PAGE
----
It’s been said that India is an assault on the senses. We can’t find a more fitting statement for this mystical magical country. No matter how often we visit, what new cities we discover or what people we encounter, it does not seize to have a profound impact on my soul. The socio-economic contrasts can be deeply moving; and can make you question some of basic things we take for granted. There is no prescription for the best experience; and without a doubt a first visit to India is probably not complete without a visit to the Taj Mahal and some of the imperial cities of Rajasthan. But I’ve found that the best way to experience the splendors of India are through it’s people, it’s customs and it’s rituals – the most profound of which is a traditional wedding.
Reminiscent of a grand feast of a Maharajah, indian weddings are grand multi-day events lead by deeply religious rituals and hip shaking music. At a recent wedding which I was lucky enough to attend, music permeated each event; the dancing and celebration never ended and a gathering wasn’t complete without the delectable Indian food. Indians really know how to shake it up, and on this ocassion, I felt in familial terrain when they turned up the Bhangra.. a beat that is addictive and hypnotizing. Like Latins, and maybe even more so, Indians are extremely hospitable and warm, and I found myself feeling “at home” in their company. Indian women exude inner beauty – they may adorn themselves with henna, sparkling bangles, earrings, and dazzling saris, but they carry their real beauty inside.. you can see it in the intensity of their look, their genuine smiles and their evident self-acceptance.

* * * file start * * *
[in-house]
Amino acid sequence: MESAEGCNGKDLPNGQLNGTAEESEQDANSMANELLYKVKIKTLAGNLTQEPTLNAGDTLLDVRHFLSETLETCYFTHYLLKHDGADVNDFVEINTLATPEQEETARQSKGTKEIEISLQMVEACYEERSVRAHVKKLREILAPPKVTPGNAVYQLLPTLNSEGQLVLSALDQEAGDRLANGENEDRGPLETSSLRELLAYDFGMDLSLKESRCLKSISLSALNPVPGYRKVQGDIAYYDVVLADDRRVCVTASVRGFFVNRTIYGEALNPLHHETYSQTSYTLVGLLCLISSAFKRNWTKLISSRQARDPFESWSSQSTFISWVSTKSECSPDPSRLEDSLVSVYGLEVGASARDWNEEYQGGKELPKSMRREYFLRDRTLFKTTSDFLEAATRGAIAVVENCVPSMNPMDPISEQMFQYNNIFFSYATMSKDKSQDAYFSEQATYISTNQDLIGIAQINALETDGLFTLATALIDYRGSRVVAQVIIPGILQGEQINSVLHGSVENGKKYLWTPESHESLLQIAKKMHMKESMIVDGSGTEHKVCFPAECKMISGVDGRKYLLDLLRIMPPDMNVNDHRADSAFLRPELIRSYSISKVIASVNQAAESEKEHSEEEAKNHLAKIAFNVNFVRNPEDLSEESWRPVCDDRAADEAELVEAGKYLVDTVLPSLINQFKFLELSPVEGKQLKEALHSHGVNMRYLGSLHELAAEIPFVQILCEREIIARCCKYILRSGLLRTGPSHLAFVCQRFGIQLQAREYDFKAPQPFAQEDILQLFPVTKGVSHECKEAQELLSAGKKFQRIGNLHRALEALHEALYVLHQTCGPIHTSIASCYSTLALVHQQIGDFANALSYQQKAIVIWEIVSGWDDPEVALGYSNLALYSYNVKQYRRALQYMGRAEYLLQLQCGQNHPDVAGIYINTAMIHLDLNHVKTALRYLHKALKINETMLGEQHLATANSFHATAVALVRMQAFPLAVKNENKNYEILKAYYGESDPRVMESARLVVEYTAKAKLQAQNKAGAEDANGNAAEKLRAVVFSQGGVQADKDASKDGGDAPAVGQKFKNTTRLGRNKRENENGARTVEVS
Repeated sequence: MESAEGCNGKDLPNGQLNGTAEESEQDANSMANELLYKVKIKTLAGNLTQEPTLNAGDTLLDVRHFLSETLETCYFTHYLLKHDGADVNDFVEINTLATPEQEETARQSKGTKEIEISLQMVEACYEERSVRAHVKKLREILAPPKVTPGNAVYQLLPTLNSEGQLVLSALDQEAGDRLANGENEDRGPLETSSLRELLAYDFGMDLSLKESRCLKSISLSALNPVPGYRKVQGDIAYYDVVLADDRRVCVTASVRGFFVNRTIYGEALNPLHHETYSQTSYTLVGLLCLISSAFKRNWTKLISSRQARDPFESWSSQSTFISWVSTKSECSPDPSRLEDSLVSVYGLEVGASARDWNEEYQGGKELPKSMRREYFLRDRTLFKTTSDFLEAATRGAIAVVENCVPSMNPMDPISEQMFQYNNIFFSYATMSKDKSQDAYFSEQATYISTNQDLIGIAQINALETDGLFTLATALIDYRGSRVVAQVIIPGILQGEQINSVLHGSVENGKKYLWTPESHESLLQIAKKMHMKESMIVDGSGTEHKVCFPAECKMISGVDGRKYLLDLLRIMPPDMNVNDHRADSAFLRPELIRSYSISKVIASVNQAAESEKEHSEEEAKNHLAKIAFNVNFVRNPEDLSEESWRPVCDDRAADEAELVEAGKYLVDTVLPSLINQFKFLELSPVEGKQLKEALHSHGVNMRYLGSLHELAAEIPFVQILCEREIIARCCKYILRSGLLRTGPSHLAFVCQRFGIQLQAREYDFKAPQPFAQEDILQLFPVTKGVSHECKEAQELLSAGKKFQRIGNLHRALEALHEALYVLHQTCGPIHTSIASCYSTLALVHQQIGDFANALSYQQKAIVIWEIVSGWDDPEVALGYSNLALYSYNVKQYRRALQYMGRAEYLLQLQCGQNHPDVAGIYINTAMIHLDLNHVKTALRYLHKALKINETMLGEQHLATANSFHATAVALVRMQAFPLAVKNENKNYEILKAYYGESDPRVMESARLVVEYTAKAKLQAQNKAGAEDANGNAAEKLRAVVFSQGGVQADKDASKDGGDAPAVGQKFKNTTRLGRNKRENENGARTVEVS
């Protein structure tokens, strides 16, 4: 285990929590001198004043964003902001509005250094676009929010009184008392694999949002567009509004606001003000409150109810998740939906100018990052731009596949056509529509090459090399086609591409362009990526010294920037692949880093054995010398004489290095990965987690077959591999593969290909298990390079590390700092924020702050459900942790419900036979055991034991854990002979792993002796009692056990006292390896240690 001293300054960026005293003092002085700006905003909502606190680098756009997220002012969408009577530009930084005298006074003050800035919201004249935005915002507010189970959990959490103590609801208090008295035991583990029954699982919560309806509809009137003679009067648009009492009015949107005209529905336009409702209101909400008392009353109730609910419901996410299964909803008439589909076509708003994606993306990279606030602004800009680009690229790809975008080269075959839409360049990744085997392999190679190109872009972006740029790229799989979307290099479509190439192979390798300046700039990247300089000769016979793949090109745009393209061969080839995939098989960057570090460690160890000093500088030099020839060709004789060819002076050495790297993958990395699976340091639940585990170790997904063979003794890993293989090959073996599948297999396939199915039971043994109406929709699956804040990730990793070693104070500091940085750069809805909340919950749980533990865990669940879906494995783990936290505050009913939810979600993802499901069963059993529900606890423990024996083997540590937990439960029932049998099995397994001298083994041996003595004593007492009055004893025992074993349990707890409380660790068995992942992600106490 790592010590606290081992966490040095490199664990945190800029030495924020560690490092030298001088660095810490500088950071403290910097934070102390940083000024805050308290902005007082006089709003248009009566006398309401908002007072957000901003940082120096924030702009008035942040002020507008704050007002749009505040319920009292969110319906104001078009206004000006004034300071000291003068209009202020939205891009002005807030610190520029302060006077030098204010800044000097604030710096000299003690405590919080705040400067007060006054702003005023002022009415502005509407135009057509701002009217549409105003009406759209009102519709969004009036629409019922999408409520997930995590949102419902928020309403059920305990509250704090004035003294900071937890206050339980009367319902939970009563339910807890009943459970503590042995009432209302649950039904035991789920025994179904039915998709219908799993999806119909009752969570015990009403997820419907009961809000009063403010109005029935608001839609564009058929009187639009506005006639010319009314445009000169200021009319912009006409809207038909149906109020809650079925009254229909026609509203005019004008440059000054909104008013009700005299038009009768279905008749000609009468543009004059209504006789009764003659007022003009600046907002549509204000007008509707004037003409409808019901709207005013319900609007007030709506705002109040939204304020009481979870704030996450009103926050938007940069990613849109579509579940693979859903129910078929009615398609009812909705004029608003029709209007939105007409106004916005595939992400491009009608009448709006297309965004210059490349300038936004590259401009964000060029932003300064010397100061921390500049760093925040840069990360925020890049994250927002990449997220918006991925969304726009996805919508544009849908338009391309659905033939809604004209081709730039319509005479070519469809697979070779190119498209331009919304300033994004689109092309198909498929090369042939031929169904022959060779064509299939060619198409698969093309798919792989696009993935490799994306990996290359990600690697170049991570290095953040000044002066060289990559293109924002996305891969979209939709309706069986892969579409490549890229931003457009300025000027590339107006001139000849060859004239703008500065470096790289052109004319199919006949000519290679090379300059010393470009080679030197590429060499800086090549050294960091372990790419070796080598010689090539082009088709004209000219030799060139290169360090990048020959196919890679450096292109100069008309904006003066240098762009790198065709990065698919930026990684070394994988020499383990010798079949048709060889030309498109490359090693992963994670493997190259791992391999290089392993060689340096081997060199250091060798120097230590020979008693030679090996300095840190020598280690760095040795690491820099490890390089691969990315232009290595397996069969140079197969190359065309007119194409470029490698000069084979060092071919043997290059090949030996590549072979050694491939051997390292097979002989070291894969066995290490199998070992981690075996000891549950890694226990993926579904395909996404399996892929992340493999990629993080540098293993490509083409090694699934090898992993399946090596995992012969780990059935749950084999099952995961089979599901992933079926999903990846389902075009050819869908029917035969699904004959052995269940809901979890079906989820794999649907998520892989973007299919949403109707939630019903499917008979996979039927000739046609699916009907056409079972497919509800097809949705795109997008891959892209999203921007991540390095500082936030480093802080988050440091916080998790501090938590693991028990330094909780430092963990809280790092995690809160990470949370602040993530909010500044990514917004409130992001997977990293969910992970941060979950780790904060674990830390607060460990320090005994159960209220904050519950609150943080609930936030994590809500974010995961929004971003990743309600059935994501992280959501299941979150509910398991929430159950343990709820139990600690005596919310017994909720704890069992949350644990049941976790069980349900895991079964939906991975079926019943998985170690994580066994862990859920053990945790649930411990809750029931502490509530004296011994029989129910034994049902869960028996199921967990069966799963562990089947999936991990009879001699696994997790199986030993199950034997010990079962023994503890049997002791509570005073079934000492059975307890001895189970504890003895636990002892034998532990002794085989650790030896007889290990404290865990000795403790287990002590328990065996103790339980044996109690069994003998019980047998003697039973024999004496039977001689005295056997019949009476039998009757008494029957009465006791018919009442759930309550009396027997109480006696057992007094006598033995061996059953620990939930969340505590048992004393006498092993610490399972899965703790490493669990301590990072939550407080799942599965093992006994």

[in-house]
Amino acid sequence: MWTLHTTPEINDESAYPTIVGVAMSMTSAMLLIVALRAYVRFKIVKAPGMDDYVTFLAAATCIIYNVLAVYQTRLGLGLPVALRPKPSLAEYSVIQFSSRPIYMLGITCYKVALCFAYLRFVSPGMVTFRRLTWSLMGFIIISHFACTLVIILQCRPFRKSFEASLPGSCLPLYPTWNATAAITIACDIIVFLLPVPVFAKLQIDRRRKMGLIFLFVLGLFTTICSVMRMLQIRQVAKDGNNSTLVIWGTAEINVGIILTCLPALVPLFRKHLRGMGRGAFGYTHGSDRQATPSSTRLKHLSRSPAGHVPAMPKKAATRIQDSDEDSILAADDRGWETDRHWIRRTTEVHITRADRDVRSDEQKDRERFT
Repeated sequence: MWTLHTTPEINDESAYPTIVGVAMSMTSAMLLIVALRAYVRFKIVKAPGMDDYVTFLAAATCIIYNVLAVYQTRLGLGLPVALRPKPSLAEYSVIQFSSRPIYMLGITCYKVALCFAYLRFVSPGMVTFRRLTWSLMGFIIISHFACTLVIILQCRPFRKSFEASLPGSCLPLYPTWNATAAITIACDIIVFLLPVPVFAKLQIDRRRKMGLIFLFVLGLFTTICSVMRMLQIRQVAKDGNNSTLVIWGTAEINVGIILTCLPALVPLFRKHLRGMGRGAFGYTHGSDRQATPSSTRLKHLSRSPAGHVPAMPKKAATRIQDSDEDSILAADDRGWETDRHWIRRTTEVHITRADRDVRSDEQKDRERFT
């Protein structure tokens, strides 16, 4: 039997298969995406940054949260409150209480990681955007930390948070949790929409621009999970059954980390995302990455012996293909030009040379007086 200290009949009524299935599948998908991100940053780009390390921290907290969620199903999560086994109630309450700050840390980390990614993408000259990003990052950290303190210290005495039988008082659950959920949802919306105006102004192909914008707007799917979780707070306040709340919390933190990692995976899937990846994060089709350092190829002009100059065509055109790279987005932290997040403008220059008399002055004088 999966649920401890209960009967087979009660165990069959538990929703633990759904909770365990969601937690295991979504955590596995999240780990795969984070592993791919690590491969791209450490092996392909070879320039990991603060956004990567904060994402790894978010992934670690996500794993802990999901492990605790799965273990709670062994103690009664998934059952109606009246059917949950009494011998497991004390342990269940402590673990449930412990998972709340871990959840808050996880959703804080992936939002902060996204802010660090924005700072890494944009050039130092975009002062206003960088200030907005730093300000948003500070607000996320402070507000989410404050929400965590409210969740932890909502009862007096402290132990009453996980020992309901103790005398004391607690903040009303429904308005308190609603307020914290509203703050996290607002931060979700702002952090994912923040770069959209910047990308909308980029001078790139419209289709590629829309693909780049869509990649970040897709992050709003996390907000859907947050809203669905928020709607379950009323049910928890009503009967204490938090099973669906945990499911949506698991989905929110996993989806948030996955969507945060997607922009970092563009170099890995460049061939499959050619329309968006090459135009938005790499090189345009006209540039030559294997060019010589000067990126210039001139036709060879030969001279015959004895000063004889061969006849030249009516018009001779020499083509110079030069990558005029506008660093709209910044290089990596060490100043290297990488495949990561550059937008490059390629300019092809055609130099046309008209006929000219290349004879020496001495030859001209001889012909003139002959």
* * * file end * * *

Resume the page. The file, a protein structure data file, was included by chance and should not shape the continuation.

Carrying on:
On Mumbai.. Mumbai is a city of contradictions: its where Victorian architecture meets the slums; it’s a monochrome city with dashes of colorful sarees and marigold garlands; the streets smell of cardamom, anise and other spices, burning incense and a hint of something foul; rapid hindi is overtaken by the honking horns of the yellow-hooded taxis that rush the streets; the face of poverty, dirt and homelessness is in every corner…
It seemed chaotic at first, but at some point between my driver’s personal tour of Mumbai and my walk through the back streets of Culaba, the city sounds drifted into the background and I merged with that divine mystic energy that flows through the city; suddenly, everything that mattered a few days ago seemed trivial and forgotten…Mumbai is life in a very raw form and I experienced it through the eyes of its people: the windows to its soul.